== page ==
As most people know, communities have been confronted for the last several years with the widespread use and abuse of opioids. While problems related to illegal drugs are not new, the “opioid epidemic” has been in the headlines and commanded the attention of lawmakers at the state and federal levels. It has also spawned multi-million-dollar lawsuits against pharmaceutical manufacturers and retailers.
Initially these problems arose from the over prescribing of a variety of pain medications with familiar names like vicodin, codeine, hydrocodone, and fentanyl. These substances, while having some legitimate medical uses, are all highly addictive opioids commonly abused. When prescriptions end or run out, users seek them through any means, including doctor shopping, forging prescriptions or simply buying them on the street; a lucrative enterprise for sellers taking advantage of addicts. Recognizing the rising crisis, legislators and regulators tightened controls over prescribing and tracking these narcotics. The tightening of controls helped reduce the abuse of prescription opioids. Unfortunately, these controls on access to “legal” narcotics often led to users turning to the use of heroin, acquired on the street, some laced with fentanyl for a stronger effect. Heroin abuse ballooned. The frequency of heroin overdoses, many fatal, became well-known to the public and to the user community.
Fortunately, perhaps because of the well-known deadly dangers associated with heroin, we have seen the use of heroin decline a bit. Unfortunately, in its place, methamphetamine and cocaine have regained their prominence on the street.
Problems created by the illicit drug culture and the money involved, top to bottom, are complicated and difficult to solve. Within the criminal justice system, several issues can be identified.
Certainly, there are those users who become addicted and find themselves in a cycle of problems associated with that addiction. This group is made up of folks who generally need and want treatment and want to break the cycle. They often have no criminal history, aren’t committing other crimes and don’t pose a risk to public safety. This is the group commonly being talked about by those who say “too many non-violent drug offenders are in prison.” But the reality is, these addicted users very rarely go to prison. Laws already in place, divert these offenders from incarceration. Generally, everyone in this group is given multiple opportunities for treatment.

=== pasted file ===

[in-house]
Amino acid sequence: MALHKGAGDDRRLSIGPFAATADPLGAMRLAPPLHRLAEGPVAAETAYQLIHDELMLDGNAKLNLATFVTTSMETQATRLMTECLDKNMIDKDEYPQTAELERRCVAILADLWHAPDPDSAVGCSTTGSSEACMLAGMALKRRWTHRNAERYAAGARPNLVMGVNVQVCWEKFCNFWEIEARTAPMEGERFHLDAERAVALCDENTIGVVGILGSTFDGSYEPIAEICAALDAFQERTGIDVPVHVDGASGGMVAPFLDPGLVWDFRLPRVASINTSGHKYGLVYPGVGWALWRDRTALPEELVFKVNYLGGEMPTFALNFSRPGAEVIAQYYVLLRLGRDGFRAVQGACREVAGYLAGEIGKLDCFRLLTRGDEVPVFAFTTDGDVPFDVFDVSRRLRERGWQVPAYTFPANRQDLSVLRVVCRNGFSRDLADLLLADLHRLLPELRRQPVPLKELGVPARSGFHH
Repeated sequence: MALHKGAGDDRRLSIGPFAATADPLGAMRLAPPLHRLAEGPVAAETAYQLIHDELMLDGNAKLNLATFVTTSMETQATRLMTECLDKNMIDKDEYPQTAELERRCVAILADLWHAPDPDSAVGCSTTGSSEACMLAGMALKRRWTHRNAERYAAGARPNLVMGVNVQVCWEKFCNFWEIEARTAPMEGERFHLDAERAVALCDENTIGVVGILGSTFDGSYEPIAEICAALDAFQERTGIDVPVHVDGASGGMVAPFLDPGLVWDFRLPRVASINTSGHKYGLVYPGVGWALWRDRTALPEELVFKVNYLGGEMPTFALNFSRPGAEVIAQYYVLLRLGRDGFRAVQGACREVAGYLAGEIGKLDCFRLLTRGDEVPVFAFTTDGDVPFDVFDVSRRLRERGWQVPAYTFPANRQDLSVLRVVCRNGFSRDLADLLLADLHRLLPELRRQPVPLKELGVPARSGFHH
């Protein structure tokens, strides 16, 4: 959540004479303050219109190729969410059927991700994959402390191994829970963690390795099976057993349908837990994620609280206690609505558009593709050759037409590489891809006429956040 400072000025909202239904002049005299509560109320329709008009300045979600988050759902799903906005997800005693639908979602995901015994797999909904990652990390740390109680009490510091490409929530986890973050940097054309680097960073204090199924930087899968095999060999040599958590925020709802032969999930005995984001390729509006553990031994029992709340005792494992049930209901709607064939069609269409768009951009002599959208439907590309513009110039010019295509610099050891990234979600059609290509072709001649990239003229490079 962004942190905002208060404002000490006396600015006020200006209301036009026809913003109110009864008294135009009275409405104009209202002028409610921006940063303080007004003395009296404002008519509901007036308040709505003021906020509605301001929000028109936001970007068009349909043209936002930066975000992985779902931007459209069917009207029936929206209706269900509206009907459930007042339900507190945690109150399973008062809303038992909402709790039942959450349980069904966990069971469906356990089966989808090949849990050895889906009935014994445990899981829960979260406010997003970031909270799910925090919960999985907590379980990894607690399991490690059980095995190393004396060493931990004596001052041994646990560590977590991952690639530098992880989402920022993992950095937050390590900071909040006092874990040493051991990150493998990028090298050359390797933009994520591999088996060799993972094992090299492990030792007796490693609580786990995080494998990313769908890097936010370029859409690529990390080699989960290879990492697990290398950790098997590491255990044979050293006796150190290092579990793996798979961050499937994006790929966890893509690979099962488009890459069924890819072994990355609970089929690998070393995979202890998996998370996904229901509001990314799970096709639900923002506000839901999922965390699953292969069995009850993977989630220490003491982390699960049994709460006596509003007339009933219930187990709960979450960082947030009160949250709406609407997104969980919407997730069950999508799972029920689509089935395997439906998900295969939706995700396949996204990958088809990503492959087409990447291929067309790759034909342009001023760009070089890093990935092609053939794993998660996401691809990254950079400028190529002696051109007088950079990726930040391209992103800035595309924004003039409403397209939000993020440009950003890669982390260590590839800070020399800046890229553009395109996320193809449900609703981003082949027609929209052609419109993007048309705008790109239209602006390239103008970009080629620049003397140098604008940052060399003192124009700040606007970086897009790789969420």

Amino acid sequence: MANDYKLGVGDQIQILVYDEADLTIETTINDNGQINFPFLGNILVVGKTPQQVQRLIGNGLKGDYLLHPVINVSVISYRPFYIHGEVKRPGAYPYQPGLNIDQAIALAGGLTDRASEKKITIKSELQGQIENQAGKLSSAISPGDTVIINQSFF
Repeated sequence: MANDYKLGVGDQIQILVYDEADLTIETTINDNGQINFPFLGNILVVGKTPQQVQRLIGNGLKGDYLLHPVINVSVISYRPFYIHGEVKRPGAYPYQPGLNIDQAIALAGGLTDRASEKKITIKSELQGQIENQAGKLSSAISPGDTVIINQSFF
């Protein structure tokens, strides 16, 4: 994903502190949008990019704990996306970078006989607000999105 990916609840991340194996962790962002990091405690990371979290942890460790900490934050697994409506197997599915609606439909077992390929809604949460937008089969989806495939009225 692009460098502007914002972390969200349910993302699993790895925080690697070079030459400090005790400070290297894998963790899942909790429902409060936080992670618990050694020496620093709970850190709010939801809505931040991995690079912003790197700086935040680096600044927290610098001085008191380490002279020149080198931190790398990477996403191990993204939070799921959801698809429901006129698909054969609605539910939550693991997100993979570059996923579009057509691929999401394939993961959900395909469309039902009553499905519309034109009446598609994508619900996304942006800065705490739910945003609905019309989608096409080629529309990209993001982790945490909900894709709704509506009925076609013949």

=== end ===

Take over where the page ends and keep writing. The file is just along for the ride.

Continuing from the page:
However, a second issue has to do with those who are involved in the drug culture, may have addiction issues, but also may pose a risk to public safety because they become immersed and commonly develop criminal records, sometimes committing more serious crimes like burglary or robbery. They often show up in the system with lower-level felony drug charges like possession or trafficking in small amounts, but their history cannot and should not be ignored. Some see these offenders as part of the “mass incarceration” problem and advocate they too should not be incarcerated. Often, they may serve time on non-violent drug offenses, creating the impression the system has sent another “low-level” offender to prison. However, a closer look on a case by case basis commonly reveals a lengthy criminal history and courts must consider personal responsibility and public safety when imposing a prison term.
Then there is the ongoing big issue of how to deal with those who sell drugs on an ongoing basis and become part of the “drug trafficking culture.” Most people agree these offenders should be dealt with more harshly, but the trend in the legislature at both the state and federal levels is to continue watering down the significance of these drug offenses. These offenders pose serious risks to public safety. When an individual commits serious drug trafficking offenses, personal accountability and public safety should carry the day.
(Morris Murray is Defiance County’s prosecuting attorney.)